What a great time we’ve had! The people we’ve met in Sapporo have without a single exception been delightful, and we are especially grateful to Yumiko and Rinako for their generosity, kindness, and thoughfulness. The staff and residents at Tenjinyama Art Studio have been just great: a massive “thank you” to one and all.

I suspect I’ll still be processing all this for many months to come.

Project Japan 14

Having the exhibition up and running has given us a bit of breathing space, although I’ve still got loads to do. I am still working on the video for the Kyoto show, but the off-the-cuff installation video for Heather’s Pocket Remains 1-79 also spiralled out of control somewhat (but in a good way) eating up yet more time.

Last night Mami Odai—the Director of Tenjinyama Art Studio—kindly ferried a few of us residents down to Benizakura Park for the opening ceremony of their ARTAnnual 2018 (which runs until September 15). This is a new event where works of art are located in the landscape of the park. There is a brand new building at the entrance, a strange mixture of East-West architectures. It has an auditorium area and a stunning chapel, designed for weddings rather than as an explicitly religious environment.

[Bizarrely, this building does not have any toilets. To relieve oneself you have to walk through the park, up a muddy path through the woods, and up to an older restaurant building. Did I mention it was dark and raining? Accessible they are not, and how the future brides are going to feel about schlepping through the woods in a white dress and high heels I leave to your imaginations. To be fair, once there, the facilities are superb despite the semi-wilderness location!]

I digress. The opening ceremony was kicked off with a long plenary session with the artists which, again, and entirely reasonably, was in Japanese throughout. At the suggestion of one of our co-residents we went for a walk through the park to look at the artworks before it got dark. Good call, Yuya!

Afterwards, drinks and nibbles with the luminaries: we made some useful contacts and had another chat with Kio Griffith. Some went on further to enjoy the Mongolian barbecue and free drinks, but at that point Mami kindly drove us all back to Sumikawa and home.

Project Japan 12

Following on from my last post, here’s the video:

Project Japan 11

Thursday 9 August. The show has got to be up and running by opening time tomorrow morning. The most time-consuming piece of work will be Heather’s ink drawings (part of her Pocket Remains series): 79 of them! They’ve all got to be mounted on foam board as well… The 1SSUE editions we’ve brought are easy to lay out and the other Pocket Remains displays should be pretty straightforward to set up. My video installation had more-or-less been assembled and tested—it just needed final positioning and tidying up (or so we thought).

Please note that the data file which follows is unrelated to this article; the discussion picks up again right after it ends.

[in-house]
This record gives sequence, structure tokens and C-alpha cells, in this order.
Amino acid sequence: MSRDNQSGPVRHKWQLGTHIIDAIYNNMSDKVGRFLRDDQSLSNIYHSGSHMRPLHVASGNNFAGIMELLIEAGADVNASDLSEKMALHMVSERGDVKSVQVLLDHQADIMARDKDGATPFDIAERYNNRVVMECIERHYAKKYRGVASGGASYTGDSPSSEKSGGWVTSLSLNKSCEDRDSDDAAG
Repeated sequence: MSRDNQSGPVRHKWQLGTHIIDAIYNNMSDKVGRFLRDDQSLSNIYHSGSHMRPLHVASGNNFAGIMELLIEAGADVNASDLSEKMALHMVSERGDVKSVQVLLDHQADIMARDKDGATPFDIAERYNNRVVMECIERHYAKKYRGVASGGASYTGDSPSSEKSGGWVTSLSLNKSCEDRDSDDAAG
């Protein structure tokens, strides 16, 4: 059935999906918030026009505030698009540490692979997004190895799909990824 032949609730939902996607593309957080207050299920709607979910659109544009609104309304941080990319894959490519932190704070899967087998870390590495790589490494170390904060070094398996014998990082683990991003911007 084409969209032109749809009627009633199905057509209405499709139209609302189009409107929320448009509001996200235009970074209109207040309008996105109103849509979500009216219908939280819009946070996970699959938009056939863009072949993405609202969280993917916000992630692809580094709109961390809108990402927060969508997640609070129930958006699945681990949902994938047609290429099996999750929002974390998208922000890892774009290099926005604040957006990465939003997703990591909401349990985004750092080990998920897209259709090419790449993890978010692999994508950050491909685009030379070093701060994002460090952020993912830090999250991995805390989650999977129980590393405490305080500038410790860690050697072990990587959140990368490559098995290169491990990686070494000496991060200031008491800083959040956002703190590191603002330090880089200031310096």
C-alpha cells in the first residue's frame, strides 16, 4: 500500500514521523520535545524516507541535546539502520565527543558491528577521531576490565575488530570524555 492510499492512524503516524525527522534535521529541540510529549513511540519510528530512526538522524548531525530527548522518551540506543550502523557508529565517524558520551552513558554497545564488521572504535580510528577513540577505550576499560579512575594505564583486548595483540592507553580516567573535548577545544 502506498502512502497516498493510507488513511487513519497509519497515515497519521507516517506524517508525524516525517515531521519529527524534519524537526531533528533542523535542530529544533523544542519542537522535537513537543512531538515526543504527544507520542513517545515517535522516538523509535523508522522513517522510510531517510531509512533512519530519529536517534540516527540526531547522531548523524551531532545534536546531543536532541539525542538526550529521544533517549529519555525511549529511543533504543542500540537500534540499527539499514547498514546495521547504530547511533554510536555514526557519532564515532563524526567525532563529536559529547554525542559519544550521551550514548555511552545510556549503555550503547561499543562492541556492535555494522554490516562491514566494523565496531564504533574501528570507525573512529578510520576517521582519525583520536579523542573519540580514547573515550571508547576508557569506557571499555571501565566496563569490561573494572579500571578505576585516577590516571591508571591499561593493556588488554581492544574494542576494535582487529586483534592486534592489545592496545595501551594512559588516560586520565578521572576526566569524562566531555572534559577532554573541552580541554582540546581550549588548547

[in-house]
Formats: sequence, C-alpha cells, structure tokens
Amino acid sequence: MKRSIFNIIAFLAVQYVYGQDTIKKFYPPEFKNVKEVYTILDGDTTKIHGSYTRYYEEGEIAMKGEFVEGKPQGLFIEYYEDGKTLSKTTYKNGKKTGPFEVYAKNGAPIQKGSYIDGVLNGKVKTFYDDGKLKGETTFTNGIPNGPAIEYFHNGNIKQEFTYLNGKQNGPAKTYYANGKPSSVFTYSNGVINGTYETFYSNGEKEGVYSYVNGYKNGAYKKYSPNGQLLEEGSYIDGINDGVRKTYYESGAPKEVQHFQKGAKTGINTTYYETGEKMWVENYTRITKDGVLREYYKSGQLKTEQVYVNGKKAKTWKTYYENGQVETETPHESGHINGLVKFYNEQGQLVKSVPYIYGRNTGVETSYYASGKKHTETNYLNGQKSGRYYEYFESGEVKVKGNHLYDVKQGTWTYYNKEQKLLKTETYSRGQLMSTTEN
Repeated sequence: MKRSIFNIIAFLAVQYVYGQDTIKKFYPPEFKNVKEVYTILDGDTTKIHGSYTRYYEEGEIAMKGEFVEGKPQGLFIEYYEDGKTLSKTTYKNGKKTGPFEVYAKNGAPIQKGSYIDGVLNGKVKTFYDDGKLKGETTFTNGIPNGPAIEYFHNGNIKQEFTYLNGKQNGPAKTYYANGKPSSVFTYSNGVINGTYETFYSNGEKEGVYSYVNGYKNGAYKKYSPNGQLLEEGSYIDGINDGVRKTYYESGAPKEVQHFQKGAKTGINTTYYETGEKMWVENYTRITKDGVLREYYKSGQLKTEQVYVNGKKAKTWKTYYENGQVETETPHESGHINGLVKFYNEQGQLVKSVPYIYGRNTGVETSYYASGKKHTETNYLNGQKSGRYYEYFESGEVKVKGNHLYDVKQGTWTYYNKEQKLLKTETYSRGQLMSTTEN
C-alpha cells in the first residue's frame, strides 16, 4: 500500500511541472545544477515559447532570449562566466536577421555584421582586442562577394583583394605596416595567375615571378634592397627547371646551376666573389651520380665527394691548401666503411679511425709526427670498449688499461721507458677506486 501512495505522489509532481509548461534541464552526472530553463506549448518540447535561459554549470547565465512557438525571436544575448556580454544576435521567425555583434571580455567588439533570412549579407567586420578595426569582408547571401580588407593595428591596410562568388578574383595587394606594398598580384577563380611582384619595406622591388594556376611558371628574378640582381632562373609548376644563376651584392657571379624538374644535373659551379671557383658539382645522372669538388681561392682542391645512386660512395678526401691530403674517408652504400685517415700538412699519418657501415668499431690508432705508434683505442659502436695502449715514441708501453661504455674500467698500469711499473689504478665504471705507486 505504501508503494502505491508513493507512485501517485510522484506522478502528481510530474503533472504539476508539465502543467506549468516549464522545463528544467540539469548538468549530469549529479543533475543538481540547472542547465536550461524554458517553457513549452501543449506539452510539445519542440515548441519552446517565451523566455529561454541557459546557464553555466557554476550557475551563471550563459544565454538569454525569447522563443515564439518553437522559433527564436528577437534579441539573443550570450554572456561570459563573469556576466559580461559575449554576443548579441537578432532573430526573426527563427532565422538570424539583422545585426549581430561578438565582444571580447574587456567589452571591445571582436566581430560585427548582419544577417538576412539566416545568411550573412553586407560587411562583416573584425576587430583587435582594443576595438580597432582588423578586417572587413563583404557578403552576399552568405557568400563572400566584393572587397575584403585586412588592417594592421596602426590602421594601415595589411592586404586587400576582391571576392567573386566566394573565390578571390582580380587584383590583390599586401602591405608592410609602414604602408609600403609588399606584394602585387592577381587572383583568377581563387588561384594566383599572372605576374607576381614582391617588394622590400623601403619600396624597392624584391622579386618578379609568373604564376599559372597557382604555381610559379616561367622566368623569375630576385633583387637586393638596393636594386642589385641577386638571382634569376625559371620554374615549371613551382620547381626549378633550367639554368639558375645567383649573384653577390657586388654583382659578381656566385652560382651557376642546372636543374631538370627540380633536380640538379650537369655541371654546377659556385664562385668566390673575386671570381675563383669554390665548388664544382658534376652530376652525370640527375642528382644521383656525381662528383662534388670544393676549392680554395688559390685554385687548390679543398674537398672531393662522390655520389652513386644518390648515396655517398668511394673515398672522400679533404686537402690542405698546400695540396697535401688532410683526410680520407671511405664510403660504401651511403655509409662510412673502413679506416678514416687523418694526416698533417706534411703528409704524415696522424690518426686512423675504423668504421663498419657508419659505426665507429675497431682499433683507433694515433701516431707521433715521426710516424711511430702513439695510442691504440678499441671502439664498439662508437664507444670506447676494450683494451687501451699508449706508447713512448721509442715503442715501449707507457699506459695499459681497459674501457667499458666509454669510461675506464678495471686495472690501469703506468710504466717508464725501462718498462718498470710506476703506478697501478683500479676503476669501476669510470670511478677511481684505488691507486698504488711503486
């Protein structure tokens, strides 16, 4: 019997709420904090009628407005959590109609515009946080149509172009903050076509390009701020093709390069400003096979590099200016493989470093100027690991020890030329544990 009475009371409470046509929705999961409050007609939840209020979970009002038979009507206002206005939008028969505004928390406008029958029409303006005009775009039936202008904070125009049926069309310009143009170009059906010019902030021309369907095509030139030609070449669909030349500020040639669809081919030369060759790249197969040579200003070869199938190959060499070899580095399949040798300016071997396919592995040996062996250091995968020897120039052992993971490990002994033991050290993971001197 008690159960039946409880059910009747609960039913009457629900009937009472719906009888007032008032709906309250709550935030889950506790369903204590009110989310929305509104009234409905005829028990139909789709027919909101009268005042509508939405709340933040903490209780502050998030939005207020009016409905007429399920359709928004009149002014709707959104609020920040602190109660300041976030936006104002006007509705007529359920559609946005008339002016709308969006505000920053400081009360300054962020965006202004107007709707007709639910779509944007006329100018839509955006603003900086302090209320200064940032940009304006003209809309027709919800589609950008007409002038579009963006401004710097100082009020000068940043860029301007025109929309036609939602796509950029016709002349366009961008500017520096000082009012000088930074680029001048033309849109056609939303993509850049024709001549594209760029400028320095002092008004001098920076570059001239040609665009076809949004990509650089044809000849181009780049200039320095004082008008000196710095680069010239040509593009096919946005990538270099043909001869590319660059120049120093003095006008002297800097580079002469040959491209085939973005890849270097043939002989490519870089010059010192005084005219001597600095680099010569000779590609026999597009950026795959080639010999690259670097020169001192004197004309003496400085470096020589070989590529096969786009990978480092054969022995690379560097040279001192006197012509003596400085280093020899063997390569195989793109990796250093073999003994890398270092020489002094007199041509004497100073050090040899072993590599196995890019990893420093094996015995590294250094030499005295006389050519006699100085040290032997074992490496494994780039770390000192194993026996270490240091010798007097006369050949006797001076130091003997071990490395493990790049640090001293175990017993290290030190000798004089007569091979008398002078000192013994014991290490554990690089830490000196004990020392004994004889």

We cleared out the gallery in the morning and had a fairly detailed and wholly productive tech meeting with Chiami and Hiroki from Tenjinyama: lighting configuration, power, exact sizes of this and that, what needs painting, shelving, interpretation boards, etc.

Once Heather and I actually got down to laying out the gallery the first thing to go was the plinth with the AV equipment on: this was swapped for a much smaller and neater wheeled trolley. This allowed us to reuse the plinth for another set of Pocket Remains and allowed us to hide the AV equipment behind the plinth. Nice. Only one problem: under conditions of extended play the videos don’t loop correctly and one of them that does play stutters badly.

After lunch we get down to the main task: mounting the ink drawings. We set up a booth outside and use spray mount to glue the drawings to the foam board. It starts raining and we have to abandon temporarily. By the time we’ve resumed and finished I’ve got a splitting headache from the glue despite doing it all outdoors.

By now it’s 5:00pm. Hiroki has painted the plinths and resets the lighting before he goes for the day. Heather and I start putting the drawings up using a laser cross-line levelling kit (courtesy of Tenjinyama) and a whole mess of Command Strips. It’s 8:30pm when we finish. We’re both knackered.

After dinner we sort out the rest. Relatively simple. I fix the video issue: once I convert them all to mp4s everything runs smoothly. By midnight we’re clearing all the day’s detritus out of the gallery and we sit back and look at our handiwork:

Modest and unassuming it may be, but nonetheless the gallery looks and sounds pretty cool (we think). However, there are a few minor things that need fixing:

  1. The way the lights form a heart shape over the ink drawings looks really cheesy. It’s a simple job to fix.
  2. As you can see in the top three photos, the wires from the AV equipment need tidying up and, of course, are a Health and Safety issue as is.
  3. There are no interpretation boards as yet: Chiami has done the English-Japanese translation but it all needs printing and mounting.

These will have to wait for the morning. A very long day, but a satisfying one. And my headache has gone…